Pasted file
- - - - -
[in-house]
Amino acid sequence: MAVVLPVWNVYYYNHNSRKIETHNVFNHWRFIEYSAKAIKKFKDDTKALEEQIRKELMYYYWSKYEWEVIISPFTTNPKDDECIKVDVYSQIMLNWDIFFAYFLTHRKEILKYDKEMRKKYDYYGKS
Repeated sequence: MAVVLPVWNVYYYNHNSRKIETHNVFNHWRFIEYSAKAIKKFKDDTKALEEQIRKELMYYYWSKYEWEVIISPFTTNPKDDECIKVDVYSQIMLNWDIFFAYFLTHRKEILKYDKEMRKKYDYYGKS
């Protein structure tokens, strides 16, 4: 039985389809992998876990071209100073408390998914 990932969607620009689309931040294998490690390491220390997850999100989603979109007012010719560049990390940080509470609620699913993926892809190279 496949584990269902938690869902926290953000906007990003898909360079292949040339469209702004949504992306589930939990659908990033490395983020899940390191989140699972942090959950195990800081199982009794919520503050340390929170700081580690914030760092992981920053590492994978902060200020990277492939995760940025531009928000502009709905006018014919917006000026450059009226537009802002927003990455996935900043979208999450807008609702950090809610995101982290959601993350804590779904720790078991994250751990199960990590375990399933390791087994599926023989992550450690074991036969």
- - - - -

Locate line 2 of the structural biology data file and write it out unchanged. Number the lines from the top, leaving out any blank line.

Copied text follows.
Amino acid sequence: MAVVLPVWNVYYYNHNSRKIETHNVFNHWRFIEYSAKAIKKFKDDTKALEEQIRKELMYYYWSKYEWEVIISPFTTNPKDDECIKVDVYSQIMLNWDIFFAYFLTHRKEILKYDKEMRKKYDYYGKS